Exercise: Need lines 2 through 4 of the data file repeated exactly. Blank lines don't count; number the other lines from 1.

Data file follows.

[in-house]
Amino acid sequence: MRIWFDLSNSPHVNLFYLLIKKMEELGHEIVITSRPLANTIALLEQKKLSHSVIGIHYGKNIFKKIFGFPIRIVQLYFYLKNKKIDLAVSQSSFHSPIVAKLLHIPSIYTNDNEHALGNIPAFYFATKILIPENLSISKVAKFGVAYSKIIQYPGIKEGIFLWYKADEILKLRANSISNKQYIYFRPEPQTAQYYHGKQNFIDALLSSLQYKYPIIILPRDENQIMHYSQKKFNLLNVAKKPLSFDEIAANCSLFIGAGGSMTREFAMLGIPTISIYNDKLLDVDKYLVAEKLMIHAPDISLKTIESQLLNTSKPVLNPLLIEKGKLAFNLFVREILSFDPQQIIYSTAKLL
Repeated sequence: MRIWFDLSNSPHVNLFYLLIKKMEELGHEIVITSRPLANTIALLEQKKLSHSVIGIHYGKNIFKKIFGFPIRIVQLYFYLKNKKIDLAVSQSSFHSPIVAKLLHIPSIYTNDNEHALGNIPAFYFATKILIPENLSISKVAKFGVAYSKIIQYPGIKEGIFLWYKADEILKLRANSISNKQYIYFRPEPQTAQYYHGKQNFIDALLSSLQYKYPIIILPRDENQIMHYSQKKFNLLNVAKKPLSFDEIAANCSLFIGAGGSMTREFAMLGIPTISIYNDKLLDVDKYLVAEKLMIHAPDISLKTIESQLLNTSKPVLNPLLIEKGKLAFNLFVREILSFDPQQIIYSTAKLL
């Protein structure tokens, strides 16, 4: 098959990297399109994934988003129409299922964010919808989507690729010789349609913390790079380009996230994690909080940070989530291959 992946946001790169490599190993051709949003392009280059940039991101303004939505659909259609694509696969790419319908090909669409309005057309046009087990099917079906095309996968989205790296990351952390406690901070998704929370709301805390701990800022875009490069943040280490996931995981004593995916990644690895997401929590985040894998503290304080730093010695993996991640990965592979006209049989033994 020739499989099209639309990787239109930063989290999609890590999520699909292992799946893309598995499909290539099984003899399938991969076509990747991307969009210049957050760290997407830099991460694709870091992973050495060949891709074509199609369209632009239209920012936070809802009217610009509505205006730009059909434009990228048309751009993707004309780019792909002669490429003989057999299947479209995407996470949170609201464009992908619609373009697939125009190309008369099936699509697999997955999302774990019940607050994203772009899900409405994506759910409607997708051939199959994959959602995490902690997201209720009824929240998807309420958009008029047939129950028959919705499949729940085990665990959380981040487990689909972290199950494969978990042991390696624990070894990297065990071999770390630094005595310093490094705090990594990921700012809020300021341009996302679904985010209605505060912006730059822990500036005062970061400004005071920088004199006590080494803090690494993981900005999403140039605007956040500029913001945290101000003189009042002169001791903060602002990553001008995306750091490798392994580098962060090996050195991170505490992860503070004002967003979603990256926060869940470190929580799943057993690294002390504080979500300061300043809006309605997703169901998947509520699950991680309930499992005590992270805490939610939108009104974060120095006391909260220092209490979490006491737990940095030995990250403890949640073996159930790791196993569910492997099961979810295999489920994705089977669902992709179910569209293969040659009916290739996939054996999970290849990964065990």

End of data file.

Amino acid sequence: MRIWFDLSNSPHVNLFYLLIKKMEELGHEIVITSRPLANTIALLEQKKLSHSVIGIHYGKNIFKKIFGFPIRIVQLYFYLKNKKIDLAVSQSSFHSPIVAKLLHIPSIYTNDNEHALGNIPAFYFATKILIPENLSISKVAKFGVAYSKIIQYPGIKEGIFLWYKADEILKLRANSISNKQYIYFRPEPQTAQYYHGKQNFIDALLSSLQYKYPIIILPRDENQIMHYSQKKFNLLNVAKKPLSFDEIAANCSLFIGAGGSMTREFAMLGIPTISIYNDKLLDVDKYLVAEKLMIHAPDISLKTIESQLLNTSKPVLNPLLIEKGKLAFNLFVREILSFDPQQIIYSTAKLL
Repeated sequence: MRIWFDLSNSPHVNLFYLLIKKMEELGHEIVITSRPLANTIALLEQKKLSHSVIGIHYGKNIFKKIFGFPIRIVQLYFYLKNKKIDLAVSQSSFHSPIVAKLLHIPSIYTNDNEHALGNIPAFYFATKILIPENLSISKVAKFGVAYSKIIQYPGIKEGIFLWYKADEILKLRANSISNKQYIYFRPEPQTAQYYHGKQNFIDALLSSLQYKYPIIILPRDENQIMHYSQKKFNLLNVAKKPLSFDEIAANCSLFIGAGGSMTREFAMLGIPTISIYNDKLLDVDKYLVAEKLMIHAPDISLKTIESQLLNTSKPVLNPLLIEKGKLAFNLFVREILSFDPQQIIYSTAKLL
């Protein structure tokens, strides 16, 4: 098959990297399109994934988003129409299922964010919808989507690729010789349609913390790079380009996230994690909080940070989530291959 992946946001790169490599190993051709949003392009280059940039991101303004939505659909259609694509696969790419319908090909669409309005057309046009087990099917079906095309996968989205790296990351952390406690901070998704929370709301805390701990800022875009490069943040280490996931995981004593995916990644690895997401929590985040894998503290304080730093010695993996991640990965592979006209049989033994 020739499989099209639309990787239109930063989290999609890590999520699909292992799946893309598995499909290539099984003899399938991969076509990747991307969009210049957050760290997407830099991460694709870091992973050495060949891709074509199609369209632009239209920012936070809802009217610009509505205006730009059909434009990228048309751009993707004309780019792909002669490429003989057999299947479209995407996470949170609201464009992908619609373009697939125009190309008369099936699509697999997955999302774990019940607050994203772009899900409405994506759910409607997708051939199959994959959602995490902690997201209720009824929240998807309420958009008029047939129950028959919705499949729940085990665990959380981040487990689909972290199950494969978990042991390696624990070894990297065990071999770390630094005595310093490094705090990594990921700012809020300021341009996302679904985010209605505060912006730059822990500036005062970061400004005071920088004199006590080494803090690494993981900005999403140039605007956040500029913001945290101000003189009042002169001791903060602002990553001008995306750091490798392994580098962060090996050195991170505490992860503070004002967003979603990256926060869940470190929580799943057993690294002390504080979500300061300043809006309605997703169901998947509520699950991680309930499992005590992270805490939610939108009104974060120095006391909260220092209490979490006491737990940095030995990250403890949640073996159930790791196993569910492997099961979810295999489920994705089977669902992709179910569209293969040659009916290739996939054996999970290849990964065990």